Irving Berlin may be best known for songs such as “God Bless America” and “White Christmas,” but a much longer list is required to credit him with every wonderful melody he wrote. During his long life, Berlin composed about 1,500 tunes.
Throughout San Diego Repertory Theatre’s production of Hershey Felder as Irving Berlin, the star pianist/writer/set designer pays tribute to the Jewish immigrant’s work, a collection that includes innumerable contributions to popular music, the silver screen and Broadway.
In a manner similar to those of his other shows, Felder delves deep into Berlin’s personal history.
Berlin’s family left their home in Russia because of the anti-Jewish pogroms, and emigrated to the US. His career took off with the hit song, “Alexander’s Ragtime Band” and, even when dealing with his personal issues, he continued to be the most popular American songwriter for several decades.
Music blends in with Felder’s script in ways that are organic to Berlin’s story. The detailed information about the significance of each selection for the evening is one of the main reasons why the theatrical event (which had a successful run at the La Jolla Playhouse) doesn’t come across as an ordinary revue.
Berlin’s home is visually beautiful on the Lyceum Stage, while also serving a bittersweet purpose. His townhouse is decorated in a festive way for Christmas, yet only Berlin is present on stage. Berlin confesses to the audience that he hates being alone, and this is something that he unfortunately experiences at different periods of his life.
Whenever Berlin suffers a loss, Felder expresses his sadness in powerfully subtle ways. Happiness was fortunately something Berlin often felt as well. Felder depicts Berlin’s marriage to his wife, Ellin Berlin, as a wonderful one and his romantic song for her, “Always,” is performed with gentle pathos by Felder.
The performer expresses Berlin’s many moments of success with enthusiastic eagerness. When discussing the inspiration for classic songs, he seems genuinely excited to share the songwriting process.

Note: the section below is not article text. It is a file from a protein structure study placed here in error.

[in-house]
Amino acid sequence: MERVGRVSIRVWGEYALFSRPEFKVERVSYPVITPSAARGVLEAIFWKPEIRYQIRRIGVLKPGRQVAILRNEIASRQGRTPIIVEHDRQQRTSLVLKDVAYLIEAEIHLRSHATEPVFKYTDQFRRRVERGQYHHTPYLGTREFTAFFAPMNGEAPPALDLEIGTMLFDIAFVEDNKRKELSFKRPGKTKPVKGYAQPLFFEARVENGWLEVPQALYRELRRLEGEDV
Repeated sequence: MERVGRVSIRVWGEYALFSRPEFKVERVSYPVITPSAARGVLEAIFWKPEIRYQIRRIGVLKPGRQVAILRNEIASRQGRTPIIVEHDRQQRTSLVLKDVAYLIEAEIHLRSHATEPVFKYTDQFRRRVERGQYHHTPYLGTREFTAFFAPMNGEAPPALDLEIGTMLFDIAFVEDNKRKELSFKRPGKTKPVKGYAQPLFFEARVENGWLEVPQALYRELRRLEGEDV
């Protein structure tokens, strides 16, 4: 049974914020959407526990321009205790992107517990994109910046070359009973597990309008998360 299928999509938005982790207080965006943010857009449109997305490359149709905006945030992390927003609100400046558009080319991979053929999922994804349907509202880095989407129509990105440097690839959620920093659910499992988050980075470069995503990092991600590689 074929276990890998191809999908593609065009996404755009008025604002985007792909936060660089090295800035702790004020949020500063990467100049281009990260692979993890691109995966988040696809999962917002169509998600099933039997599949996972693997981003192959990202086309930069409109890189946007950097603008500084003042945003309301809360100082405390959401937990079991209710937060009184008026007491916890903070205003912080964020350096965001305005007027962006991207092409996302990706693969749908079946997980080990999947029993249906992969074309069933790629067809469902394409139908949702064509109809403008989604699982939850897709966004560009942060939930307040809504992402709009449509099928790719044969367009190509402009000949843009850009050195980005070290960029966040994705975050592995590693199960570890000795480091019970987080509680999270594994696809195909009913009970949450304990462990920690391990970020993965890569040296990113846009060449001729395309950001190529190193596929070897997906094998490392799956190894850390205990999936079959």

A surprising fact about Berlin is that he learned music by ear, couldn’t read sheet music and played with a transposing piano. Felder, however, skillfully plays a grand piano throughout the evening.
Trevor Hay’s direction is at times calming and rousing, and complements Felder’s performance. There’s an appealing and relaxing quality when cheerful memories are shared and, for certain hit songs, Hay and several members of the creative team add a sense of grandness to Berlin’s accomplishments.
Felder may be the only live vocalist, yet, owing to Erik Carstensen’s audio and Christopher Ash and Lawrence Siefert’s projections, other great performers make guest appearances. Various clips of Al Jolson, Fred Astaire, Ethel Merman and Donald O’Connor enhance and further showcase Berlin’s amazing body of work.
Another aspect about these projections is that they provide an immersive experience. To appreciate everything that Ash and Siefert come up with requires the audience to pay attention to all parts of the theatre. Photos, classic video footage and snow are some of the images that are shown at the venue.
What Felder wants theatregoers to take away from the experience is the understanding that famous music deserves to be viewed on a human level. Contributions to art can be taken for granted, so it’s very moving to watch a play where a composer’s influential contributions can be appreciated in a new way.
It is motivating to see is how someone was able to be a success despite prejudice, tragedy and an initial lack of support from others. Despite all the problems he faced, Berlin was able to achieve his goals.
Once again, Felder presents a affecting, humorous and occasionally sing-along worthy tribute to an inspirational composer. Those still looking for unique Yuletide entertainment shouldn’t miss the limited engagement.